SAN FRANCISCO (KGO) -- Another lawsuit was filed Tuesday because of the sinking and tilting downtown San Francisco high-rise, Millennium Tower. This legal action might be the most important one of all.
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The lawyer for the Millennium Tower Homeowner Association says their goal is to make sure that the residents, many of whom invested their life savings to buy a home in the building, get the just value of their purchase.
"Who knew what and when, and why didn't they tell the homeowners," asked Millennium Tower Homeowners Association lawyer Daniel Petrocelli.
It's the $64,000 question, and in this case, it'll undoubtedly be more. But that's what the homeowner's association of the Millennium Tower wants to find out through their lawsuit.
They're suing the developers, Millennium Partners and just about everyone else who built the nearly 60-story, downtown high-rise, which has unexpectedly sunk 16 inches and tilted several inches to the Northwest.
In a previous story, a golf ball could be seen rolling down the uneven floor ofa resident's 42nd-floor unit.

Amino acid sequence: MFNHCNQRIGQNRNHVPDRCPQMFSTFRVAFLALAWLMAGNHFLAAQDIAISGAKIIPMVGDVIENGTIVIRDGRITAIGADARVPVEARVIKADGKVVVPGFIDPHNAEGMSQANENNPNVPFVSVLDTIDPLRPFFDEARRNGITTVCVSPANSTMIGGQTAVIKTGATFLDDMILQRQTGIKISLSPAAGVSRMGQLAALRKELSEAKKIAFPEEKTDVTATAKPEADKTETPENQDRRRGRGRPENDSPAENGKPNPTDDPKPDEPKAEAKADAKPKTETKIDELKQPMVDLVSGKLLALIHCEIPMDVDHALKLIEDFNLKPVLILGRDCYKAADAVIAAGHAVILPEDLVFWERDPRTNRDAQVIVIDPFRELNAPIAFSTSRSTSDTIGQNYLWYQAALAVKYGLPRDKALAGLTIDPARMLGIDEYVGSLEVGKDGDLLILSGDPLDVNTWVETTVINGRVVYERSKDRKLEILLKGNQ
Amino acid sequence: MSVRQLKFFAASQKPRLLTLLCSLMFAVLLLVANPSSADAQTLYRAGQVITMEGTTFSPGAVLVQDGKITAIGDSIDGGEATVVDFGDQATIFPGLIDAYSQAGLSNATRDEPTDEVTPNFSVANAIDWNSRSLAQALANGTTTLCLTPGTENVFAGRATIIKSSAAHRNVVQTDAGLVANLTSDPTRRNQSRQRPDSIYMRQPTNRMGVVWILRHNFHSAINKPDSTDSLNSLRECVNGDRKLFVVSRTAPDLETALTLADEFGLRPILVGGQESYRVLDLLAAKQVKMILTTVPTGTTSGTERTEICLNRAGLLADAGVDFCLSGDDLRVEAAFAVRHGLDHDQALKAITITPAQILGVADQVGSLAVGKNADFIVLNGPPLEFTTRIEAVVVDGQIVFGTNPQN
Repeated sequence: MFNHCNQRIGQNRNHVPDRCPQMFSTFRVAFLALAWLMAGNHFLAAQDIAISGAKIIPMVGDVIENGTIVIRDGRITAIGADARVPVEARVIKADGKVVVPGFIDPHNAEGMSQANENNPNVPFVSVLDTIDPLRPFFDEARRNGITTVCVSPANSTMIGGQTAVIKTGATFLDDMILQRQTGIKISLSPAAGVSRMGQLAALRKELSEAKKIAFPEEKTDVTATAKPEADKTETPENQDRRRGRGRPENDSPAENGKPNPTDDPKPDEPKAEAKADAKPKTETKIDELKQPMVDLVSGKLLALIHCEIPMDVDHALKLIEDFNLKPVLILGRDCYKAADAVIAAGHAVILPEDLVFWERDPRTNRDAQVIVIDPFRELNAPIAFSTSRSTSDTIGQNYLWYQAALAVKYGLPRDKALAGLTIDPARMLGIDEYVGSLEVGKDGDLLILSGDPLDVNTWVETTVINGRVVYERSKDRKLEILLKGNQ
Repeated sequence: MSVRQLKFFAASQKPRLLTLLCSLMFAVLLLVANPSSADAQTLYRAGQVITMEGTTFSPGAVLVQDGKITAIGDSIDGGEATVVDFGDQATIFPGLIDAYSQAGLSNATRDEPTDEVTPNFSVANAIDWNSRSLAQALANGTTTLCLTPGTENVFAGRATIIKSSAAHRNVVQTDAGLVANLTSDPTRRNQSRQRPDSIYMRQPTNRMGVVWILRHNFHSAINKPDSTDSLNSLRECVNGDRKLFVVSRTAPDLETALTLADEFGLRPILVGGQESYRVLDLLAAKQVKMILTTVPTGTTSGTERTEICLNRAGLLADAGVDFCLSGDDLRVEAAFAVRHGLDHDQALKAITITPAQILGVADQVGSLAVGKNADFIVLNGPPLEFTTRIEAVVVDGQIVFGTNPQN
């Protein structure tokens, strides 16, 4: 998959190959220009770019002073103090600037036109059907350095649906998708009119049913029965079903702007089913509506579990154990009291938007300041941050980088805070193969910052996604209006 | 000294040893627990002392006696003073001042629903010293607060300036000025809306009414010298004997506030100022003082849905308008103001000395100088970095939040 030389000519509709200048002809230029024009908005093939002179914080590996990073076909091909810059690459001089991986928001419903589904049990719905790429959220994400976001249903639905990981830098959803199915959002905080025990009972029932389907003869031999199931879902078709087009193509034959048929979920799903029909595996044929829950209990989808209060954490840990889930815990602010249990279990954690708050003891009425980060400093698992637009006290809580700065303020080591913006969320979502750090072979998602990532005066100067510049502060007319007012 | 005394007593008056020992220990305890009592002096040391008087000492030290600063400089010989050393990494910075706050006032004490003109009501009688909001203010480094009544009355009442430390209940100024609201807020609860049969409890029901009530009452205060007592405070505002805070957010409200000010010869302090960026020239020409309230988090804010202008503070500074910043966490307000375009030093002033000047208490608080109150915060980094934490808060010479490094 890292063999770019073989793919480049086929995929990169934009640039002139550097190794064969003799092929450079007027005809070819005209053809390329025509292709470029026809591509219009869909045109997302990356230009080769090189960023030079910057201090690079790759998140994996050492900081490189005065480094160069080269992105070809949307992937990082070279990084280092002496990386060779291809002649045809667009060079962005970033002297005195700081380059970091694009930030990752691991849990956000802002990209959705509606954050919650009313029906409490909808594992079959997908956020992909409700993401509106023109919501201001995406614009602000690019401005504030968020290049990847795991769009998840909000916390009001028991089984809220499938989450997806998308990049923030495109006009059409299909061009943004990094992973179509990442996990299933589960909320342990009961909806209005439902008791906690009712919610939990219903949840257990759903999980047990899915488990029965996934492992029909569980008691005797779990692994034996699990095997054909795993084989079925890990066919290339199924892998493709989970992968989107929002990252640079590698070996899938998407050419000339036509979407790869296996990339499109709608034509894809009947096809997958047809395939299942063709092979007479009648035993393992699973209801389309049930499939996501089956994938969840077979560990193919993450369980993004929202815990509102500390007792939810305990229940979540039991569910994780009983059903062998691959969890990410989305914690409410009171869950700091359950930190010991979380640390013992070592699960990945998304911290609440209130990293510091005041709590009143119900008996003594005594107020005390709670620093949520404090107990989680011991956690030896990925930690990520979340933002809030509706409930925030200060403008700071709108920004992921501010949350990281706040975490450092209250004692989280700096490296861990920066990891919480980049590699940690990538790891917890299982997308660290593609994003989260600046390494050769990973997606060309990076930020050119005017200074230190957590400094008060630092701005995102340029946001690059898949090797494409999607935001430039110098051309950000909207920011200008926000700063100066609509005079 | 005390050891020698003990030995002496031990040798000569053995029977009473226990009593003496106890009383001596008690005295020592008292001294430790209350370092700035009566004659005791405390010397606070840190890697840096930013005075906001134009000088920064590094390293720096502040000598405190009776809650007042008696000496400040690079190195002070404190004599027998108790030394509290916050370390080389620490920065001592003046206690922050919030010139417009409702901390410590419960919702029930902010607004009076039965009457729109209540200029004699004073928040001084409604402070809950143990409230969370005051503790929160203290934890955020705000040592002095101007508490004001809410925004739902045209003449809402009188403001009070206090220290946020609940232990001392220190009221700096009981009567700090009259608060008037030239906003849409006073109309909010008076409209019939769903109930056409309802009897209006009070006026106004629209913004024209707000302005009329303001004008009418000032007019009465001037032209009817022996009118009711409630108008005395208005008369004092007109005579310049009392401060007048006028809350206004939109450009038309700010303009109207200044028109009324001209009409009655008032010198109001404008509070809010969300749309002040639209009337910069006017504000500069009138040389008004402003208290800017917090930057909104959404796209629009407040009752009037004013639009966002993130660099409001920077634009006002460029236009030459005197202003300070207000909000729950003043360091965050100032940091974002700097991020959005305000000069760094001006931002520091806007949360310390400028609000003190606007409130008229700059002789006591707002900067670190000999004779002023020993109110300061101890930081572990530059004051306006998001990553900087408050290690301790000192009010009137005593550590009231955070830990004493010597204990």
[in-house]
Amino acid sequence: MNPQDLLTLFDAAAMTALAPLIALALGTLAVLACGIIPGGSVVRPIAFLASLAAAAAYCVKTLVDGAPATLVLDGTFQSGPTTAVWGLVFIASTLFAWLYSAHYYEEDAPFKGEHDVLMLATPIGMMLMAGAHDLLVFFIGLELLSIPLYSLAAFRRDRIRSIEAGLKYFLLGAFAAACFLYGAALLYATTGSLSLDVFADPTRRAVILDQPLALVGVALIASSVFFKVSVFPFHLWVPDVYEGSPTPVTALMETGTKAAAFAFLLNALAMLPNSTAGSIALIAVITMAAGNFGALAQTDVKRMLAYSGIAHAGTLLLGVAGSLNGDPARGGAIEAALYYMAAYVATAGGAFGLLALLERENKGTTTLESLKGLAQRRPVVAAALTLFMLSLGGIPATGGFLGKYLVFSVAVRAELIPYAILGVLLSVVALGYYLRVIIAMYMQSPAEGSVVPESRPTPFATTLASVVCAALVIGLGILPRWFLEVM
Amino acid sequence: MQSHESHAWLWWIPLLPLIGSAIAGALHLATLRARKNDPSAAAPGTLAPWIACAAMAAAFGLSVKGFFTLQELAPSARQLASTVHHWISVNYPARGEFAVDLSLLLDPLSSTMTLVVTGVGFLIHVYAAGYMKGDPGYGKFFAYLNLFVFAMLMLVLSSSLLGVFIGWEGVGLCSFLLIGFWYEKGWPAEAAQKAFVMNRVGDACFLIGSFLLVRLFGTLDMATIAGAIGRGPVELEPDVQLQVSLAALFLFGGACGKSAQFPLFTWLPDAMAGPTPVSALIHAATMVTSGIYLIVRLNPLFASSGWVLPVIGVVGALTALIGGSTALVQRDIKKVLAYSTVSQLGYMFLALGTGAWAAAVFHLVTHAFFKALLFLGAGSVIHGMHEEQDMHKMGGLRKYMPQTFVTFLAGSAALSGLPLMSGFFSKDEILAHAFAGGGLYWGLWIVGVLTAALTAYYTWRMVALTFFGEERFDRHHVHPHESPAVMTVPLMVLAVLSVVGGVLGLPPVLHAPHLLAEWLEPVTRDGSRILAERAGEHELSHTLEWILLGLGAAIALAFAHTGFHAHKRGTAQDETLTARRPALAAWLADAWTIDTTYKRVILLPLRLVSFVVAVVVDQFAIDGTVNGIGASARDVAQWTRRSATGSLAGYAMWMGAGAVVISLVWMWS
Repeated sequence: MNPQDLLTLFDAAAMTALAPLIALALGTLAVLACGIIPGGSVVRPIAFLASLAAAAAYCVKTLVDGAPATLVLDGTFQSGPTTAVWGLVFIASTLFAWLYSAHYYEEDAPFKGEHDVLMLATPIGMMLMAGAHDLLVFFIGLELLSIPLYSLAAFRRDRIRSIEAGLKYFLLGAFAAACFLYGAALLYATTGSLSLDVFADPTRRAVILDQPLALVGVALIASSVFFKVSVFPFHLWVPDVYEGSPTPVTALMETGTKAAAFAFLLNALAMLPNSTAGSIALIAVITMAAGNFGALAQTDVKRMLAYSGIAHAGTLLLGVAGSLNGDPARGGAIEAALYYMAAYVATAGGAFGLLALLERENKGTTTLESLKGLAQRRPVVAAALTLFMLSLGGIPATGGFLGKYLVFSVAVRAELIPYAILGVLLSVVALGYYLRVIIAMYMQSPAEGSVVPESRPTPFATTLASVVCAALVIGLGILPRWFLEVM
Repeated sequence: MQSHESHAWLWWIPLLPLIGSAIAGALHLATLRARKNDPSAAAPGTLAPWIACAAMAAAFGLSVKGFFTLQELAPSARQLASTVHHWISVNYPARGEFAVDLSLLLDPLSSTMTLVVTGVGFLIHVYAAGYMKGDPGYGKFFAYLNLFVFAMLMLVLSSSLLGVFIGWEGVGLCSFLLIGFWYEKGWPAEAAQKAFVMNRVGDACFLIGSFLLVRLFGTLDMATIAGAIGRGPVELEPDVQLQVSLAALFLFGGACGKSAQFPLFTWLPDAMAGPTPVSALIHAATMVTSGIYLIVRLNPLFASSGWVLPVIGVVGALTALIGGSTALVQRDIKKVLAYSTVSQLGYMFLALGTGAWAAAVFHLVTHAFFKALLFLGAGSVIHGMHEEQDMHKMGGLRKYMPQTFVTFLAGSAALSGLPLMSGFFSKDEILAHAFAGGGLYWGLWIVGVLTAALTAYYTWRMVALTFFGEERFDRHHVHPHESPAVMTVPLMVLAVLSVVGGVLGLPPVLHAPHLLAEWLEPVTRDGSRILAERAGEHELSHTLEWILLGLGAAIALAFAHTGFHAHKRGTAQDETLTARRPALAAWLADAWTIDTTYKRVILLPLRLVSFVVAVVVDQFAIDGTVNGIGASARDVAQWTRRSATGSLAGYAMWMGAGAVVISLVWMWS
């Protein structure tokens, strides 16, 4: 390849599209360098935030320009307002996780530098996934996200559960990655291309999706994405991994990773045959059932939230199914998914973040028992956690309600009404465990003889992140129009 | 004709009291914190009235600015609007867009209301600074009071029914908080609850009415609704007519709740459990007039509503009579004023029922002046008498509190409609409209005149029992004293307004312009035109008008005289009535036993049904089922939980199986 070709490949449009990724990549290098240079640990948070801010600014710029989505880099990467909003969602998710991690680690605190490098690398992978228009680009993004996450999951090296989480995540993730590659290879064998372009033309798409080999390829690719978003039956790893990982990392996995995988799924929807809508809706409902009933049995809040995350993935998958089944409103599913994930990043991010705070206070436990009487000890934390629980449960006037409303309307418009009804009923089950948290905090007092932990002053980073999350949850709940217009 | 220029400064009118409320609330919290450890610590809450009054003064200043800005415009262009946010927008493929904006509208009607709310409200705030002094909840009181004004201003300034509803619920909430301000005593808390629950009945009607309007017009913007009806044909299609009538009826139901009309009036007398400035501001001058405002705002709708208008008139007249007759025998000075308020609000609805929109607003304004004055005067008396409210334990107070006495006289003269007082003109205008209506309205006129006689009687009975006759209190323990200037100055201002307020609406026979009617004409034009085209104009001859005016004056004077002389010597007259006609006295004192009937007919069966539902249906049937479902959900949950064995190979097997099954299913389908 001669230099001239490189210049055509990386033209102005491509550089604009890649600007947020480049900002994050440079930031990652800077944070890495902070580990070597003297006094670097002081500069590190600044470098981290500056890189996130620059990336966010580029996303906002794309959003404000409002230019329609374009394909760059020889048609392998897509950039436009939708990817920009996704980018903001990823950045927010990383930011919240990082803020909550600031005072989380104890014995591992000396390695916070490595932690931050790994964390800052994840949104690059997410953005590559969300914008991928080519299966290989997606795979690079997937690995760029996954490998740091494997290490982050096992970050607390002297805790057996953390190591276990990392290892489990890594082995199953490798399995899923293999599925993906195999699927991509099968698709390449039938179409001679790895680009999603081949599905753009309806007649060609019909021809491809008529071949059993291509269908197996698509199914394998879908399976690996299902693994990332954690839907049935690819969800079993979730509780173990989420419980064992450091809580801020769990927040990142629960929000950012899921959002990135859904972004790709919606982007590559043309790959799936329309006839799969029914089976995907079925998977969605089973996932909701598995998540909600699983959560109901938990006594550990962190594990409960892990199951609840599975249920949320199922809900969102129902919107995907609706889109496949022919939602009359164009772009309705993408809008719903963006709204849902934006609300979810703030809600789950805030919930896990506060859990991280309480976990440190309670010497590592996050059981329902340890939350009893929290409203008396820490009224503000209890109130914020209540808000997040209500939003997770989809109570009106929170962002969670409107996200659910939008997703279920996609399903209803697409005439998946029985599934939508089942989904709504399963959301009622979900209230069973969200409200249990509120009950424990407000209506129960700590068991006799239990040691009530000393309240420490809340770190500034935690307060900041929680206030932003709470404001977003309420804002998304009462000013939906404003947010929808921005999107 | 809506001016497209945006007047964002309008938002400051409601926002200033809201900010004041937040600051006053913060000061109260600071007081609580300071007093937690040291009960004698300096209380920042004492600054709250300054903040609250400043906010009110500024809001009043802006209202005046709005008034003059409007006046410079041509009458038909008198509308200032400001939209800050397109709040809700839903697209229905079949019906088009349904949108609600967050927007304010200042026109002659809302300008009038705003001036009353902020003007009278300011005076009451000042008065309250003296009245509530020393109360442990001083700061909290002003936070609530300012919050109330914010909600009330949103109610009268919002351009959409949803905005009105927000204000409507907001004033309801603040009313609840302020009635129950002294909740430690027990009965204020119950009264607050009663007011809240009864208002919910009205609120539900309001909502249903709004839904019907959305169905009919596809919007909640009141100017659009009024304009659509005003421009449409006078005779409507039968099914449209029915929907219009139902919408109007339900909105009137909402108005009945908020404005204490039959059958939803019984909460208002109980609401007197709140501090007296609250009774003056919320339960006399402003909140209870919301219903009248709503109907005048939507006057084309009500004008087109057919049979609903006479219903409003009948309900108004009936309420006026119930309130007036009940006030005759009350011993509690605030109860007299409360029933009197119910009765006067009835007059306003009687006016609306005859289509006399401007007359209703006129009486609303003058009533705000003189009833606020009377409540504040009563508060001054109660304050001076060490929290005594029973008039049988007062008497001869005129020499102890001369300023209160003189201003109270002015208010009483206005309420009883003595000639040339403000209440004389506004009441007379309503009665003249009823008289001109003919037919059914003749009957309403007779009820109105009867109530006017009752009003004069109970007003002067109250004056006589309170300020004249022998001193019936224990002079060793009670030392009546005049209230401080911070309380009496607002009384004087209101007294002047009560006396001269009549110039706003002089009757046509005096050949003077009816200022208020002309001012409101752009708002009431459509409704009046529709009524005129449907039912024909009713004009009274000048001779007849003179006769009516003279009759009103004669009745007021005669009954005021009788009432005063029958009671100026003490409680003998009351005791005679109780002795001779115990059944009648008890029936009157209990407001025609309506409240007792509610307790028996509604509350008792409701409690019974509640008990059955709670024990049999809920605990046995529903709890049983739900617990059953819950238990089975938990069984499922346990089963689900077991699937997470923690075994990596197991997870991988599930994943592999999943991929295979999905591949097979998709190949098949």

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Others have also filed lawsuits, some residents, and even city attorney Dennis Herrera.
But under the law, the homeowner's association lawsuit is the only one that can address the structural issues of the building.
"Our goal is to recover all the funds that are necessary to fix this building and fix it once and for all," said Petrocelli.
The HOA is also suing the Transbay joint Powers Authority, which is building a huge transit complex next to the tower. "Their work on an adjacent site to the tower may have contributed to the problems," Petrocelli told ABC7 News.
It's the same charge that the developers Millennium Partners are making, that the tower's groundwater level dropped by a staggering 20 feet when the TJPA built an underground buttress wall between the building and its transit site.
Whatever the cause of the structural shifting, the homeowners board says it's been difficult for many of the 1,000 residents.
WATCH VIDEO: Luxury skyscraper Millennium Tower sinking in downtown SF
"As one person said, something's been taken away from them," said Millennium Tower Homeowner's Association President Steven Mayor. "We want them to have the value back that they justly deserve, so they can live the lives they want to."
The city of San Francisco is not a defendant in the lawsuit, but the lawyer filing the suit says they can add defendants at any time. Aaron Peskin said the city inspection department may have known about the sinking and tilting of Millennium Tower before the first unit was ever sold.
Click here for more of our stories, photos, and video on Millennium Tower.
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